Downton Abbey, like many great British family sagas, features a wicked nanny. Did you see the austere portrait of Queen Mary in the servants’ quarters downstairs?
That was Wicked Nanny’s cue.
Mary of Teck’s trials with nannies were recorded by her oldest son, the abdicating Edward VIII. According to him, one had been dismissed for insolence, another for abuse. Both boys were allegedly pinched to make them cry so that a return trip to the nursery was necessary. Little Bertie might have been starved. All were reported by an assistant, the undernurse, Nanny Bill.
In Downton Abbey, Nanny West got sacked for calling Sybil’s daughter a “wicked little cross-breed.” Her role was rather brief. I suspect she was a device to set up the viewer’s sympathy for her successor, who very well may do something really naughty.
Nannies during the Regency used to be called nurses. They had enormous influence over their young charges in the nursery. Happy was the family who could trust such a servant, and having found one they might retain her to stay on for future generations.
Nurses figured largely in the literature of the time. They might be intimate confidantes, mentors, or providers of safe refuge for their former charges, now grown up yet fleeing to them in times of adversity.
Indeed, one might have a mother but ’tis better to have a nurse:
Save the child–give it a truer mother, the domestic nurse, who possesses the equanimity of humble station, whose self-interest is more vigilant and attentive, and (such is the providence of nature) whose attachment often grows more maternal than that of the mother herself. — The Belfast Monthly Magazine, July, 1811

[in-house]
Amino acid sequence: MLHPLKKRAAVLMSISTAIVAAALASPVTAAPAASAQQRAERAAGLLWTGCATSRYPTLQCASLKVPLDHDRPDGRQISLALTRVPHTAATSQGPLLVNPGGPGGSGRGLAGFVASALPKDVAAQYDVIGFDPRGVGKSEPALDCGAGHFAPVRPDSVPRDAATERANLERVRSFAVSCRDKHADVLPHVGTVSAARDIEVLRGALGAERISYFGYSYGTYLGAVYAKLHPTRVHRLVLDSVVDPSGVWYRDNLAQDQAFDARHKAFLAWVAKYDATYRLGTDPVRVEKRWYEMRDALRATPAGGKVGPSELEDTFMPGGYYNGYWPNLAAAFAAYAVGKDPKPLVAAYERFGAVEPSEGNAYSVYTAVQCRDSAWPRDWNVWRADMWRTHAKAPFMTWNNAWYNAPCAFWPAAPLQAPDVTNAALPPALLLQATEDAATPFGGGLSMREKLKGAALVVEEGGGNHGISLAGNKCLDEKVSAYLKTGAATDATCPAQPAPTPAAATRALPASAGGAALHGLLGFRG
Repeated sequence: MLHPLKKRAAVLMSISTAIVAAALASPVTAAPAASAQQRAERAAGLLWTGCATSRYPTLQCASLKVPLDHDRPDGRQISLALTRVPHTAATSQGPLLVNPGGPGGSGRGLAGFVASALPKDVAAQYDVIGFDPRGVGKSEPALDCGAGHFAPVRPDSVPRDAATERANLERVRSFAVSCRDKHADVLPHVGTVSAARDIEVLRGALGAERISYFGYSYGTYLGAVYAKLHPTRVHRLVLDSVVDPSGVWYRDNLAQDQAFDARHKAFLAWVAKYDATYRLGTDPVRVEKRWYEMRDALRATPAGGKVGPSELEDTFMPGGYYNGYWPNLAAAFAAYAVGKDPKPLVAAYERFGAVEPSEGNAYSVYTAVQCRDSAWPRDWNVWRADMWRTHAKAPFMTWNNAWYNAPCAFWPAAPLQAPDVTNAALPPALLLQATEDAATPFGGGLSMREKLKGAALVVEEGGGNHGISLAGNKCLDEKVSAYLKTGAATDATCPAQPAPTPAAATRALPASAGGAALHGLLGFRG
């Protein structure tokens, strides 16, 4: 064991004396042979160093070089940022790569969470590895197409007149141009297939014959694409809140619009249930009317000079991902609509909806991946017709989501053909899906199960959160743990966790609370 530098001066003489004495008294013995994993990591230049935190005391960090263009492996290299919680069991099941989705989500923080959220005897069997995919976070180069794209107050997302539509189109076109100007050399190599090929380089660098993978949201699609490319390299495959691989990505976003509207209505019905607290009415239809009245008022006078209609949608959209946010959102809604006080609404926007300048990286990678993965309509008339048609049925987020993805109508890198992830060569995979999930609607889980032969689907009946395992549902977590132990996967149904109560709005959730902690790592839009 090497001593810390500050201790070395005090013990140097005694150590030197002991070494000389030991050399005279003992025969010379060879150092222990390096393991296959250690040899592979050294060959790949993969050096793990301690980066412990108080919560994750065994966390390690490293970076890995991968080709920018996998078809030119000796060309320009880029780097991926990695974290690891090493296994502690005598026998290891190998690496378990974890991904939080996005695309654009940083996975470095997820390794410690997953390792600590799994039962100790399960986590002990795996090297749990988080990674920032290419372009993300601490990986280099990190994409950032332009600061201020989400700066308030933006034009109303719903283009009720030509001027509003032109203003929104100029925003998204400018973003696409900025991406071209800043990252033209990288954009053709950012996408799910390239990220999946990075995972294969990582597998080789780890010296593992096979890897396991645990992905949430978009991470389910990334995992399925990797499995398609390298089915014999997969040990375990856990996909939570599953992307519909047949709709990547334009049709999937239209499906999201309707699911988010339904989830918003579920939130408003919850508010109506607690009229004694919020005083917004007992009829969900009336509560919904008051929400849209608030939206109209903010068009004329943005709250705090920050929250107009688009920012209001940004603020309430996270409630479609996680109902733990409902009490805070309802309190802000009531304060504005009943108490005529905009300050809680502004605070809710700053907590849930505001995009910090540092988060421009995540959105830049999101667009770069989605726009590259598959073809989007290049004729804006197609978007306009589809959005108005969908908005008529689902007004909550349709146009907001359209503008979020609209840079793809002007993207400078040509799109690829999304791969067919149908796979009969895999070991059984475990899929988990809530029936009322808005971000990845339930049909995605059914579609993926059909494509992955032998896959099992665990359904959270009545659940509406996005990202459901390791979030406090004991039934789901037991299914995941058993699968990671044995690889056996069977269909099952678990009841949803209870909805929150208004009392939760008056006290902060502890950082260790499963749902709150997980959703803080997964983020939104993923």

Worries over the nurse’s abilities seemed minor:
A child that is much danced about, and much talked to, by a very lively nurse, has many more ideas than one that is kept by a silent and indolent person. A nurse should be able to talk nonsense in abundance, but then she should know when to stop. — “On the Progressive Development of the Faculties of Children,” by Elizabeth Hamilton as printed in The Lady’s Magazine 1802
My favorite nurse from the Regency is featured in Heyer’s Sylvester, or the Wicked Uncle. Even when she is not in the scene, Nurse’s absence is rendered quite acute.
The following passage finds the pompous dandy, Sir Nugent Fotherby, attempting to placate his stepson’s demands. He has just sawed off one of the buttons from his elegant coat:
‘No need to cry, dear boy! Here’s your button!’
The sobs ceased abruptly; Edmund emerged from the blanket, tearstained but joyful. ‘Button, Button,’ he cried, stretching out his arms. Sir Nugent put the button into his hand.
There was a moment’s silence, while Edmund, staring at this trophy, realized to the full Sir Nugent’s perfidy. To blinding disappointment was added just rage. His eyes blazing through his tears he hurled the button from him, and casting himself face downward gave way to his emotions….
Fortunately, the noise of his lamentations reached Phoebe’s ears. She came quickly into the cabin, and upon being assured by Sir Nugent that so far from bullying his son-in-law, he had ruined one of his coats to provide him with the button he so insistently demanded…
(Phoebe) said contemptuously, ‘I should have thought you must have known better! He means his nurse, of course!’